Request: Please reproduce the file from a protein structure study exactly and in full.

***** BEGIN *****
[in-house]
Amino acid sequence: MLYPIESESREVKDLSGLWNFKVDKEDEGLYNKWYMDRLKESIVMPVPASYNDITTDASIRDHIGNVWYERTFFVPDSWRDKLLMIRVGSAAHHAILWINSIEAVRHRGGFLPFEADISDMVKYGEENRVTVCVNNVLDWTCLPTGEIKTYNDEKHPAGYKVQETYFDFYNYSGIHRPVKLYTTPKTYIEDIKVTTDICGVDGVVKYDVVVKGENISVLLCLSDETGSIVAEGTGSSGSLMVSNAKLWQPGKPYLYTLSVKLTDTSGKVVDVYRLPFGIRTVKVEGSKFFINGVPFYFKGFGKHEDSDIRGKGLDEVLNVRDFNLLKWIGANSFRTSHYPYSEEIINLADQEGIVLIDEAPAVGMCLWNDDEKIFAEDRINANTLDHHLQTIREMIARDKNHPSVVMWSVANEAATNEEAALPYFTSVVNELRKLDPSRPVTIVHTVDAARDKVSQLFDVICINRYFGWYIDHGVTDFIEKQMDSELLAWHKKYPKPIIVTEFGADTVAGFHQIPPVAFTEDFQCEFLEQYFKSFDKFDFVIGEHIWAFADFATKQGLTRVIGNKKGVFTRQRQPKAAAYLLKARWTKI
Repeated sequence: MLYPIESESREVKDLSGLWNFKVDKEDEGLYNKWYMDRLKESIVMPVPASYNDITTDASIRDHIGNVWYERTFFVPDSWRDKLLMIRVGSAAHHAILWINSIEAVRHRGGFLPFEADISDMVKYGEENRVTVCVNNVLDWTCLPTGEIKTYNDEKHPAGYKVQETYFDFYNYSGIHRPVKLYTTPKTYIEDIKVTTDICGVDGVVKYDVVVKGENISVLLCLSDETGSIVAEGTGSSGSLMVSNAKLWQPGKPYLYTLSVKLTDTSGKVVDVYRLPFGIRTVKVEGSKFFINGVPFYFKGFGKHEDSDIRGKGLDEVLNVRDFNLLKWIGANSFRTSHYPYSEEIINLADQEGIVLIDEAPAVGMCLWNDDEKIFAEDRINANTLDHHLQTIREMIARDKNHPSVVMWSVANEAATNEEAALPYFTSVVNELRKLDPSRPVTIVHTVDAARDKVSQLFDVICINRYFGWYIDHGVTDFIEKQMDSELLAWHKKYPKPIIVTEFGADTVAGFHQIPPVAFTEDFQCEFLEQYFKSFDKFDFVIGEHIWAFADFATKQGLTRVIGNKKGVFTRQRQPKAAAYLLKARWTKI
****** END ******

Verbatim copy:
[in-house]
Amino acid sequence: MLYPIESESREVKDLSGLWNFKVDKEDEGLYNKWYMDRLKESIVMPVPASYNDITTDASIRDHIGNVWYERTFFVPDSWRDKLLMIRVGSAAHHAILWINSIEAVRHRGGFLPFEADISDMVKYGEENRVTVCVNNVLDWTCLPTGEIKTYNDEKHPAGYKVQETYFDFYNYSGIHRPVKLYTTPKTYIEDIKVTTDICGVDGVVKYDVVVKGENISVLLCLSDETGSIVAEGTGSSGSLMVSNAKLWQPGKPYLYTLSVKLTDTSGKVVDVYRLPFGIRTVKVEGSKFFINGVPFYFKGFGKHEDSDIRGKGLDEVLNVRDFNLLKWIGANSFRTSHYPYSEEIINLADQEGIVLIDEAPAVGMCLWNDDEKIFAEDRINANTLDHHLQTIREMIARDKNHPSVVMWSVANEAATNEEAALPYFTSVVNELRKLDPSRPVTIVHTVDAARDKVSQLFDVICINRYFGWYIDHGVTDFIEKQMDSELLAWHKKYPKPIIVTEFGADTVAGFHQIPPVAFTEDFQCEFLEQYFKSFDKFDFVIGEHIWAFADFATKQGLTRVIGNKKGVFTRQRQPKAAAYLLKARWTKI
Repeated sequence: MLYPIESESREVKDLSGLWNFKVDKEDEGLYNKWYMDRLKESIVMPVPASYNDITTDASIRDHIGNVWYERTFFVPDSWRDKLLMIRVGSAAHHAILWINSIEAVRHRGGFLPFEADISDMVKYGEENRVTVCVNNVLDWTCLPTGEIKTYNDEKHPAGYKVQETYFDFYNYSGIHRPVKLYTTPKTYIEDIKVTTDICGVDGVVKYDVVVKGENISVLLCLSDETGSIVAEGTGSSGSLMVSNAKLWQPGKPYLYTLSVKLTDTSGKVVDVYRLPFGIRTVKVEGSKFFINGVPFYFKGFGKHEDSDIRGKGLDEVLNVRDFNLLKWIGANSFRTSHYPYSEEIINLADQEGIVLIDEAPAVGMCLWNDDEKIFAEDRINANTLDHHLQTIREMIARDKNHPSVVMWSVANEAATNEEAALPYFTSVVNELRKLDPSRPVTIVHTVDAARDKVSQLFDVICINRYFGWYIDHGVTDFIEKQMDSELLAWHKKYPKPIIVTEFGADTVAGFHQIPPVAFTEDFQCEFLEQYFKSFDKFDFVIGEHIWAFADFATKQGLTRVIGNKKGVFTRQRQPKAAAYLLKARWTKI